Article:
When training a worker to operate an EWP, use your SOPs and manufactures manuals, pre-operating procedures, emergency controls, ensure that they understand what you are telling them, show them how to operate the EWP under different conditions, observe them operating the EWP, provide feedback and continue this cycle before making an assessment on whether they are competent of using the EWP independently or whether they need more training. Record this information in a training log that both you and your worker sign off on.
Ensure that you have the correct safety equipment for operation of the EWP. The safety equipment must be stored correctly and be in a suitable condition. Did you know that best practice for an EWP operator involves the use of a ‘travel restraint system’? This is a short lanyard attached to the bucket and to a waist belt worn by the operator. This prevents the operator from getting their feet onto the mid-rail of the bucket and ensures the operator stands on the floor of the bucket only.
Risk assessment should be conducted prior to the use of an EWP in consultation with your workers. This means every time not just once. The purpose of the risk assessment is to identify hazards. Common hazards related to EWP use include:
- uneven or unstable ground
- working around or beneath overhead structures, trees or electrical lines
- traffic and pedestrians
- weather hazards(strong winds, rain etc)
- falling objects, and failure of the machine
- Equipment maintenance.
Once the hazards are identified, the risks associated with these hazards are assessed, control measures are implemented to eliminate or minimise the risk. It is important to us that you and your workers return safely to your homes and families everyday after a day’s working in your avocado orchard.
A high risk work licence must be acquired and made available for the use of EWPs where the boom length is 11 metres or more.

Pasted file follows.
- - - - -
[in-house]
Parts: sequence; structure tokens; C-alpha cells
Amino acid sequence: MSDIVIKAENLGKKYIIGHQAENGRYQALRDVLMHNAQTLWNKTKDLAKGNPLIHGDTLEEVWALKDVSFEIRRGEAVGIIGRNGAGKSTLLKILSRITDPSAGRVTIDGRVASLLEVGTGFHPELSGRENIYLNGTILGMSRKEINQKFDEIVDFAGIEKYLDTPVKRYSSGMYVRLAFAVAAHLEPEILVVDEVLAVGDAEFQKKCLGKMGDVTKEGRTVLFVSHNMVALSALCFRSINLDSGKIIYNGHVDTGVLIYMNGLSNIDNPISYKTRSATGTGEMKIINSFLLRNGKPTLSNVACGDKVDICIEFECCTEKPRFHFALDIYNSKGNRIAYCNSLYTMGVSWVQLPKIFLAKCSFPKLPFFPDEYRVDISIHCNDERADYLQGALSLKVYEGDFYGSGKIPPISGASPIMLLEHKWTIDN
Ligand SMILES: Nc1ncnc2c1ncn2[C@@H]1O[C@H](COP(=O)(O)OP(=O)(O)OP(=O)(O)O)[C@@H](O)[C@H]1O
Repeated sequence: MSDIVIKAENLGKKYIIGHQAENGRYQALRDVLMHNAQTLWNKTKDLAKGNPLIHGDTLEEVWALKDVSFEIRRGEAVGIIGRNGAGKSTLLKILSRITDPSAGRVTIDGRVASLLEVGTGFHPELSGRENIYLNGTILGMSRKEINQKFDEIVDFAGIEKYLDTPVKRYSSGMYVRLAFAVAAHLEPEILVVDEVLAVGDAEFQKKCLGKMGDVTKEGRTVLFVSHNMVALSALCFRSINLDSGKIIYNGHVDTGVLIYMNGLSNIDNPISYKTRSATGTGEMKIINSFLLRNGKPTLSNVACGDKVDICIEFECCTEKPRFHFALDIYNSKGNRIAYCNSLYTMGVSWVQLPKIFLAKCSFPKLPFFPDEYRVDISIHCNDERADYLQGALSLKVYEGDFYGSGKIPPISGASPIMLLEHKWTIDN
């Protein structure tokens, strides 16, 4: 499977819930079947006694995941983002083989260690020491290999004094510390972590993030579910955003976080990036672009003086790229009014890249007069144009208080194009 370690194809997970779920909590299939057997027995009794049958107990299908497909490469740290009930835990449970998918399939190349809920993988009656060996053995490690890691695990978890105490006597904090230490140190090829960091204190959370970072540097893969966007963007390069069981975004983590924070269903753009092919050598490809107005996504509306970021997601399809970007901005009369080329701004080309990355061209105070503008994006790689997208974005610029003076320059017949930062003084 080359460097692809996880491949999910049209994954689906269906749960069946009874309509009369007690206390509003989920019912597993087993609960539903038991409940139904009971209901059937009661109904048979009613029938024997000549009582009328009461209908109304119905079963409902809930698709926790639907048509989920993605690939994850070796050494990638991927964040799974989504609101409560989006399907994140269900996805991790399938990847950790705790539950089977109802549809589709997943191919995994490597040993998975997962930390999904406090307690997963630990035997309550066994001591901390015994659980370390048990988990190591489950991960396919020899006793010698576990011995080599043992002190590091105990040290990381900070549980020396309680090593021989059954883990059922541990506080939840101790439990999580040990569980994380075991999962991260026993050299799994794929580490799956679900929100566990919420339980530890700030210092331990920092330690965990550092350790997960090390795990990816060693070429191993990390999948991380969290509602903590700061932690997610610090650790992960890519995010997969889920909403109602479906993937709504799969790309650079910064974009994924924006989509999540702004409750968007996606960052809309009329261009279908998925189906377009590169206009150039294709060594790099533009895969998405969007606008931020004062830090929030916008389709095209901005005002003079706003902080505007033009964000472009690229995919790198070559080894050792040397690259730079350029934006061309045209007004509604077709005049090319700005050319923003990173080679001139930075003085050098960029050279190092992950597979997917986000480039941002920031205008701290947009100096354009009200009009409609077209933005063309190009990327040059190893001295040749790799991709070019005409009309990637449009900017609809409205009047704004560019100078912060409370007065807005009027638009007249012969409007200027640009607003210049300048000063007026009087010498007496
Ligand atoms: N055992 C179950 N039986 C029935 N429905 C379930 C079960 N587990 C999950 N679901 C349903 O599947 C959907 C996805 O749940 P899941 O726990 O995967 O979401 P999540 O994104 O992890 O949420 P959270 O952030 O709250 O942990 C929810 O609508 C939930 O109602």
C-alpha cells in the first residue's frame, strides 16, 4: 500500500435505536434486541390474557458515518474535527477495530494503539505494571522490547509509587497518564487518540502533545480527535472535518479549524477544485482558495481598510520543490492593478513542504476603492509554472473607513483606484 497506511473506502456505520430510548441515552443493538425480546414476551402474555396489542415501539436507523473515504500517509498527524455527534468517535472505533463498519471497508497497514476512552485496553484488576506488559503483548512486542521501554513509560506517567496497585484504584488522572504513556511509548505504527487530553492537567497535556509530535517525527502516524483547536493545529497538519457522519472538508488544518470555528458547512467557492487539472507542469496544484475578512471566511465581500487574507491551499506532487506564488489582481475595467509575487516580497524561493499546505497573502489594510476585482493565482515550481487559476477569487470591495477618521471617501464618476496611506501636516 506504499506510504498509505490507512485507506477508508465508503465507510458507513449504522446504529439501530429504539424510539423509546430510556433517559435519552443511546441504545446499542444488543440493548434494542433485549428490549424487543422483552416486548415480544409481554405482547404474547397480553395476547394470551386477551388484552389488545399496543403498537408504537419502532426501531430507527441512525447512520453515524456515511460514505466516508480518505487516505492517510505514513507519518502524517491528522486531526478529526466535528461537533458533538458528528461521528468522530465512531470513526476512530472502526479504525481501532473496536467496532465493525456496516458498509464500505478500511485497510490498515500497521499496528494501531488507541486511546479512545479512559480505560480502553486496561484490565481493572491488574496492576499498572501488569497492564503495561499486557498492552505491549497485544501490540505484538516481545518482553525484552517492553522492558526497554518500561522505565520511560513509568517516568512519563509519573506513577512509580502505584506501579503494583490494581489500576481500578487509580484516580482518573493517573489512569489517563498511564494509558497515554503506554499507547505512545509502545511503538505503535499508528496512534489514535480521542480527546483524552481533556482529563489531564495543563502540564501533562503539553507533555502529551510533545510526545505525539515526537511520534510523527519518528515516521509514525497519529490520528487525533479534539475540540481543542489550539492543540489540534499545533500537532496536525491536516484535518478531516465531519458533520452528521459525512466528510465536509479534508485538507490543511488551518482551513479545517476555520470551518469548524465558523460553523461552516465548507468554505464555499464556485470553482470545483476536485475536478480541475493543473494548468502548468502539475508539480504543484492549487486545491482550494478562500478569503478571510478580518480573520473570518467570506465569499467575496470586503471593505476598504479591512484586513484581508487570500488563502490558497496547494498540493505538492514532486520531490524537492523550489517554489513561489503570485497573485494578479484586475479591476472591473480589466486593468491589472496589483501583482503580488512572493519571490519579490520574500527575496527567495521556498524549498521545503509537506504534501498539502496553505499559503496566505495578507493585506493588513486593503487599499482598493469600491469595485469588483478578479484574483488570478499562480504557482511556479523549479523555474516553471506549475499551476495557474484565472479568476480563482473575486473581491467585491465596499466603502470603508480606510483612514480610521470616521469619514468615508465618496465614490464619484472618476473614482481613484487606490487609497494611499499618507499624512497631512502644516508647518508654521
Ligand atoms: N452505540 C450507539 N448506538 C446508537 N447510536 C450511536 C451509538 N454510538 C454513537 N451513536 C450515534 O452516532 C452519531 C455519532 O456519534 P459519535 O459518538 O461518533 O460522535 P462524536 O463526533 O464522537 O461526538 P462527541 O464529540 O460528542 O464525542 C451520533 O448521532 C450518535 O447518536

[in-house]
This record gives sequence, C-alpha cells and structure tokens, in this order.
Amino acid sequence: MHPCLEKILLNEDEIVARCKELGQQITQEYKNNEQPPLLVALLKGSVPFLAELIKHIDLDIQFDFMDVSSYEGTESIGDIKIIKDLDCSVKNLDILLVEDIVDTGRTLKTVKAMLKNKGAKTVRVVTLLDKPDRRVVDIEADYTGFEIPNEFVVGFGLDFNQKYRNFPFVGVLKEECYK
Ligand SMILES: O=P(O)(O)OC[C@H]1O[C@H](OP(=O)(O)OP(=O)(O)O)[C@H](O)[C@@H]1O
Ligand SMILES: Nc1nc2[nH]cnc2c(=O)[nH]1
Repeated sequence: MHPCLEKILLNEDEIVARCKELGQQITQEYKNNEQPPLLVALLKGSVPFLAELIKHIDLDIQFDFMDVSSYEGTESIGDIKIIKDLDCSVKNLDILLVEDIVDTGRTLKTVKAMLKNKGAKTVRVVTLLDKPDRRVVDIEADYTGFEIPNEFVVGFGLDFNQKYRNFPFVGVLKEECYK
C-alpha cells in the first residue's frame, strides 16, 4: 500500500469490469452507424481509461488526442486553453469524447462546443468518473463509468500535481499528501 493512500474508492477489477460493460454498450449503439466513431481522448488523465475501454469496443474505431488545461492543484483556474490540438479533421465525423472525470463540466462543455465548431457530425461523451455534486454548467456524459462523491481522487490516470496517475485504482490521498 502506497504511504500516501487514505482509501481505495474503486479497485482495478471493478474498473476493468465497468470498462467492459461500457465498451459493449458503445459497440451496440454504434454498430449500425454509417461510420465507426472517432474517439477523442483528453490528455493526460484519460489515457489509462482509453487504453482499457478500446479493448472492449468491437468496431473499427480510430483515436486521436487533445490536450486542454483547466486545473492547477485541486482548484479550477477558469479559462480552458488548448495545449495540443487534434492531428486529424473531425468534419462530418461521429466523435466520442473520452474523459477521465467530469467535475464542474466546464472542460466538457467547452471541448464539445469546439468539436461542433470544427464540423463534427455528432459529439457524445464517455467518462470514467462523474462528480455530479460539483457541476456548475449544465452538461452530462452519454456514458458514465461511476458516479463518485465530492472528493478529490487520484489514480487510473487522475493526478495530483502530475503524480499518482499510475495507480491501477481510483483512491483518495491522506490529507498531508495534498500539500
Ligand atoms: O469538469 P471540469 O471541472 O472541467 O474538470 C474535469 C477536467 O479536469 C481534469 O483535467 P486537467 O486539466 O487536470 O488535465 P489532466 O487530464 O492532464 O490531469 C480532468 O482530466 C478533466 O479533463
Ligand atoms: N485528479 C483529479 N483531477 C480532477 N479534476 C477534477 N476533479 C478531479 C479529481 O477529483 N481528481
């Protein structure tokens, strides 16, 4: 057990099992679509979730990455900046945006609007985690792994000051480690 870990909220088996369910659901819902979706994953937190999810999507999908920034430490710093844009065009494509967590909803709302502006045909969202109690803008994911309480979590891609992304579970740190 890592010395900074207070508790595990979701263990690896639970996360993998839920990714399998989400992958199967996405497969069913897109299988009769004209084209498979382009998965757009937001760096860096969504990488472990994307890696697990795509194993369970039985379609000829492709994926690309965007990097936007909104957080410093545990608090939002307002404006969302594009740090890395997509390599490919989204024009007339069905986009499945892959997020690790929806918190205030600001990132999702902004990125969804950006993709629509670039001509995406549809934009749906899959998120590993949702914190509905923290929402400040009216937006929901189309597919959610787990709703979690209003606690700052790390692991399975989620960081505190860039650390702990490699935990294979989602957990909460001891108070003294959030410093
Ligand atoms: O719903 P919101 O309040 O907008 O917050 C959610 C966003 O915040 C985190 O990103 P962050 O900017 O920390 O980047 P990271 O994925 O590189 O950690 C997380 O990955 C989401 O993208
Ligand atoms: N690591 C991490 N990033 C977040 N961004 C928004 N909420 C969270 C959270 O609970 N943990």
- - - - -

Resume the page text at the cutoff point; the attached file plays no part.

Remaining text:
An EWP is a high risk piece of equipment. While a risk assessment will help to identify and minimise the risk, supervision of the use of EWPs in avocado orchards will assist in monitoring hazards and keeping the operator and those around the EWP safe.
Annual EWP Inspections
In January 2021, Safe Work Australia released a new guide to inspecting and maintaining elevating work platforms (EWPs). Elevating work platforms need to be inspected at least annually.
EWPs are high-risk equipment that have caused nine worker fatalities in the past five years (2015-2019). An inspection, maintenance and testing program is crucial to assess their safe operation.
Employers are responsible for keeping workers safe and this includes ensuring that plant equipment is inspected and maintained.
Employers must also ensure that workers are given the necessary information, training, instruction and supervision to use elevating work platforms safely.
Download the guide here: https://www.safeworkaustralia.gov.au/doc/guide-inspecting-and-maintaining-elevating-work-platforms.
Check out the specific EWP page in the WHS module of the Best Practice Resource, and visit https://www.safeworkaustralia.gov.au/topic/elevating-work-platforms
This article was prepared for the Autumn 2021 edition of Talking Avocados. Please check the current state and national requirements, and consult the necessary authorities with regard to your individual operational requirements.
Date Published: 05/05/2021